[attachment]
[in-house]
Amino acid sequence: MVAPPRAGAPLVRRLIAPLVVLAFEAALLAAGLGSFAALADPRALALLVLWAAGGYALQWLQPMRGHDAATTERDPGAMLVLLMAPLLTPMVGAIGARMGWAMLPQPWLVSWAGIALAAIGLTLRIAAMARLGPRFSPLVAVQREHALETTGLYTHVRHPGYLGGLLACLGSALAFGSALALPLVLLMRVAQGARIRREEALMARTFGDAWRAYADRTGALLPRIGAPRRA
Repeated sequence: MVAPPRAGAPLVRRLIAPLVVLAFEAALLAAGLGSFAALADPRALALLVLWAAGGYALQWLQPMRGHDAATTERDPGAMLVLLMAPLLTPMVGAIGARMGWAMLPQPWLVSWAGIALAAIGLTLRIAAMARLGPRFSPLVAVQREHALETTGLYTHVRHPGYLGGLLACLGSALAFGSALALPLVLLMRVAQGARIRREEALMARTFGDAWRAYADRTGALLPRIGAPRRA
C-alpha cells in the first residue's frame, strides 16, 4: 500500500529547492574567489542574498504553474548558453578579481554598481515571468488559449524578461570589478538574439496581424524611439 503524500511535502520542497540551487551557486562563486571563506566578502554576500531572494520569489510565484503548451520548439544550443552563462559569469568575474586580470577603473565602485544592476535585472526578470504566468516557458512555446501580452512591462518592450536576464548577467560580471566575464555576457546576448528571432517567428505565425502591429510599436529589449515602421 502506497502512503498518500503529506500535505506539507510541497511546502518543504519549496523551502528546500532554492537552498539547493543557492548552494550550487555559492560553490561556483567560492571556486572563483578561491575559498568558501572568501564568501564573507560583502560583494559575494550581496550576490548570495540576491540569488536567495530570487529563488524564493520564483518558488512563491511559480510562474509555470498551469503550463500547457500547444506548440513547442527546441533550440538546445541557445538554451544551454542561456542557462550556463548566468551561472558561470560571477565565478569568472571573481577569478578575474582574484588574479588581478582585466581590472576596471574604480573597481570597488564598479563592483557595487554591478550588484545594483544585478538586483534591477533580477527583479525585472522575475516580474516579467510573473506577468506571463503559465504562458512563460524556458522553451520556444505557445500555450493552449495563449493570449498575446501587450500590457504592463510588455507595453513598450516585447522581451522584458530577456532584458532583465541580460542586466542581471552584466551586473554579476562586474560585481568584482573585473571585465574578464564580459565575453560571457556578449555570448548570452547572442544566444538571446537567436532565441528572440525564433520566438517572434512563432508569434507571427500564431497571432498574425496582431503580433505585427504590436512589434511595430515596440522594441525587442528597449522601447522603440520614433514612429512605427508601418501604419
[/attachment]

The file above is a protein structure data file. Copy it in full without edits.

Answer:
[in-house]
Amino acid sequence: MVAPPRAGAPLVRRLIAPLVVLAFEAALLAAGLGSFAALADPRALALLVLWAAGGYALQWLQPMRGHDAATTERDPGAMLVLLMAPLLTPMVGAIGARMGWAMLPQPWLVSWAGIALAAIGLTLRIAAMARLGPRFSPLVAVQREHALETTGLYTHVRHPGYLGGLLACLGSALAFGSALALPLVLLMRVAQGARIRREEALMARTFGDAWRAYADRTGALLPRIGAPRRA
Repeated sequence: MVAPPRAGAPLVRRLIAPLVVLAFEAALLAAGLGSFAALADPRALALLVLWAAGGYALQWLQPMRGHDAATTERDPGAMLVLLMAPLLTPMVGAIGARMGWAMLPQPWLVSWAGIALAAIGLTLRIAAMARLGPRFSPLVAVQREHALETTGLYTHVRHPGYLGGLLACLGSALAFGSALALPLVLLMRVAQGARIRREEALMARTFGDAWRAYADRTGALLPRIGAPRRA
C-alpha cells in the first residue's frame, strides 16, 4: 500500500529547492574567489542574498504553474548558453578579481554598481515571468488559449524578461570589478538574439496581424524611439 503524500511535502520542497540551487551557486562563486571563506566578502554576500531572494520569489510565484503548451520548439544550443552563462559569469568575474586580470577603473565602485544592476535585472526578470504566468516557458512555446501580452512591462518592450536576464548577467560580471566575464555576457546576448528571432517567428505565425502591429510599436529589449515602421 502506497502512503498518500503529506500535505506539507510541497511546502518543504519549496523551502528546500532554492537552498539547493543557492548552494550550487555559492560553490561556483567560492571556486572563483578561491575559498568558501572568501564568501564573507560583502560583494559575494550581496550576490548570495540576491540569488536567495530570487529563488524564493520564483518558488512563491511559480510562474509555470498551469503550463500547457500547444506548440513547442527546441533550440538546445541557445538554451544551454542561456542557462550556463548566468551561472558561470560571477565565478569568472571573481577569478578575474582574484588574479588581478582585466581590472576596471574604480573597481570597488564598479563592483557595487554591478550588484545594483544585478538586483534591477533580477527583479525585472522575475516580474516579467510573473506577468506571463503559465504562458512563460524556458522553451520556444505557445500555450493552449495563449493570449498575446501587450500590457504592463510588455507595453513598450516585447522581451522584458530577456532584458532583465541580460542586466542581471552584466551586473554579476562586474560585481568584482573585473571585465574578464564580459565575453560571457556578449555570448548570452547572442544566444538571446537567436532565441528572440525564433520566438517572434512563432508569434507571427500564431497571432498574425496582431503580433505585427504590436512589434511595430515596440522594441525587442528597449522601447522603440520614433514612429512605427508601418501604419